“WHAT’S YOUR FAVOURITE food?”
Bramhachari Atmabodhanand smiles in response. “North Indian or South Indian?”
“Either,” I say. “Give me your top three.”
“Well, there’s puri, if fried in ghee; then dosa, and then moong khichdi.”
We spend a few beats admiring his picks. “Do you miss it?” I ask.
His smile disappears. He turns away and looks at the floor. Five seconds. Ten seconds. Twenty seconds. The silence is mortifying. Atmabodhanand had been on an indefinite fast for the past 43 days when I met him at his Matri Sadan ashram in Haridwar. But minutes before this afternoon in early December, when I hesitated from accepting a glass of buttermilk his fellow sanyasi had offered me, Atmabodhanand had told me to go right ahead. It didn’t affect him whether people ate or drank in front of him, he’d assured me. He was above such temptations.
Now it’s been nearly half a minute since I raked up memories of his favoured food and he hasn’t spoken a word.
“I consider myself lucky,” he says slowly, “that I can lead this struggle. I feel a connection to it. Maybe I’ve done the same in my past life, like during our Independence movement.” Dawn breaks on his face. You would’ve thought the 26-year-old was almost getting nostalgic.
I wasn’t going to needle him any further.
In the three days I spent at the Matri Sadan ashram in the first week of December, it was evident to me how much its sanyasis loved their food. A placard on the kitchen door said the rules were ‘Khao man bhar, chhodo na kan bhar.’ Eat to your heart’s fill, finish up the last bit. It was usually simple vegetarian fare: subzi and daal with chapati or rice. Light on spice, easy on oil. Lunch followed dessert, served as prasadam. These were shared by all residents: cats, cows, peacocks, the three policemen on guard, the 10 sanyasis and the odd visitor or two.
“When things are all right, sab jumm ke khaate hain (we all eat together),” a sanyasi had told me at one point. “But when we decide to do something, we give it up.” By ‘something’, they mean attempts to coerce the government into acting against the pollution in Ganga. By ‘give it up’, they mean all food, until their demands are met.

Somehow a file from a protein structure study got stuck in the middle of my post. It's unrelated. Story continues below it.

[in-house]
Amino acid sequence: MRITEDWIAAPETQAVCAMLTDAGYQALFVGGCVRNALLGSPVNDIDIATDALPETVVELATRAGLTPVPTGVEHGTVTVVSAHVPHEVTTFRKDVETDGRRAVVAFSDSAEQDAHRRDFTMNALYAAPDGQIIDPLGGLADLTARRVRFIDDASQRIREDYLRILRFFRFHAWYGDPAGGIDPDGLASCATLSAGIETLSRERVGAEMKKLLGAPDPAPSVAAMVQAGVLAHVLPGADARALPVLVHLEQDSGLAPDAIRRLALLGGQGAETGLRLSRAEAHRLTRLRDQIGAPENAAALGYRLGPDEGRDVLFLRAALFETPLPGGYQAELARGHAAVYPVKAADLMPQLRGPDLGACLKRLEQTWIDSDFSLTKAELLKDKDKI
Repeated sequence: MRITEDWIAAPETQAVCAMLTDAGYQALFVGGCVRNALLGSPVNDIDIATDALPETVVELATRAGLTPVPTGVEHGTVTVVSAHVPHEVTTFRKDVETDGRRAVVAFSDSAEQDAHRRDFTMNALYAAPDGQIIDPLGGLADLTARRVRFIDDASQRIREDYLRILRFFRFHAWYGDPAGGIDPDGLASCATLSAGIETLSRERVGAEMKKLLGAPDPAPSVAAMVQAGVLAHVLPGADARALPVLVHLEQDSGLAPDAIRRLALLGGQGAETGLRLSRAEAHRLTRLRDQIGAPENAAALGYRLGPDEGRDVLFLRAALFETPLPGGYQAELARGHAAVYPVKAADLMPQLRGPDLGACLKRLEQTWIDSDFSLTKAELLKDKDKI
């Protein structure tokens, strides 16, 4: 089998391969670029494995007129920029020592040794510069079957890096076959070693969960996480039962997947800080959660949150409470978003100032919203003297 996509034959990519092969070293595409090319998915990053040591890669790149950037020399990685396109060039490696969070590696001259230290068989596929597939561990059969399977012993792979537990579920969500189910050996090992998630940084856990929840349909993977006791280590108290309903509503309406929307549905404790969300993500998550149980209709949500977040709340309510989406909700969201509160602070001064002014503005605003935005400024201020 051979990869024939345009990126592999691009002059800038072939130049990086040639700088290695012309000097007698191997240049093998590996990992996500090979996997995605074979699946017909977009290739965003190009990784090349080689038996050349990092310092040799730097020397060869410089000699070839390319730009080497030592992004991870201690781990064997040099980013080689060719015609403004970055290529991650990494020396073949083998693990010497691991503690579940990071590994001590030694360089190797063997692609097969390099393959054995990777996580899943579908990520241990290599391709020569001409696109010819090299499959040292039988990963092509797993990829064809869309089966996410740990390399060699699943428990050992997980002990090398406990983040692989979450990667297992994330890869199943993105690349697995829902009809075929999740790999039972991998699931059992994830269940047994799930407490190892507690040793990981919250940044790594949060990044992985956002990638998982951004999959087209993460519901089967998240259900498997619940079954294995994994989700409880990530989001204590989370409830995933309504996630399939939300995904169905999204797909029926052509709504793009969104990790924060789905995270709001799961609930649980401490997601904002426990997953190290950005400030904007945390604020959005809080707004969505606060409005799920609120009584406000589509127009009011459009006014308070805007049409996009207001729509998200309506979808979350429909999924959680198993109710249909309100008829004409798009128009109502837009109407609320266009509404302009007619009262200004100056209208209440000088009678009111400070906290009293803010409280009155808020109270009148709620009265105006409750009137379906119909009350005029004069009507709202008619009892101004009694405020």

The struggle to save the Ganga is over a century old. Thousands of crore have been spent on its upkeep, maintenance and detox over the years. Every assembly election held in the Ganga-belt of north India—Uttarakhand to West Bengal—candidates across flanks chant homilies on preserving its sanctity, restoring it to a state where a cleansing dip in its holy waters doesn’t risk skin infections. Prime Minister candidate Narendra Modi too had pledged to clean up the river by 2019 during his 2014 General Election rallies in Varanasi. Rs 20,000 crore was allotted for its clean-up after he was sworn in. Last year, the National Green Tribunal noted that the pollution indicators had shown no significant improvement in spite of Rs 7,000 crore spent in the previous two years. The Ganga, it said, remains a ‘serious environmental issue’.
The motley bunch at Matri Sadan have been pressing for the river’s clean up for over 20 years. On June 22nd last year, one of their contemporaries, GD Agrawal, a noted environmentalist- turned-sanyasi, went on a fast-unto-death on the ashram premises. He listed his demands in numerous letters to the Central Government: stop all under-construction and proposed dams, infrastructure projects, mining and forest-cutting along the river and its flood plains; form an autonomous body for its conservation; and pass an Act of legislation to help the river flow ‘aviral’—uninterrupted.
“I consider myself lucky. That I can lead this struggle. I feel a connection to it. Maybe I've done the same in my past life, says ” Bramhachari Atmabodhanand
Agrawal died last October after fasting for 112 days. His IIT and University of California education and a long stint at the Central Pollution Control Board meant his demise made headlines internationally. Prime Minister Modi tweeted he was ‘saddened’ but the Prime Minister’s Office remained mum on why it hadn’t responded to the three letters Agrawal had sent them since February 2018 requesting action against polluting the river.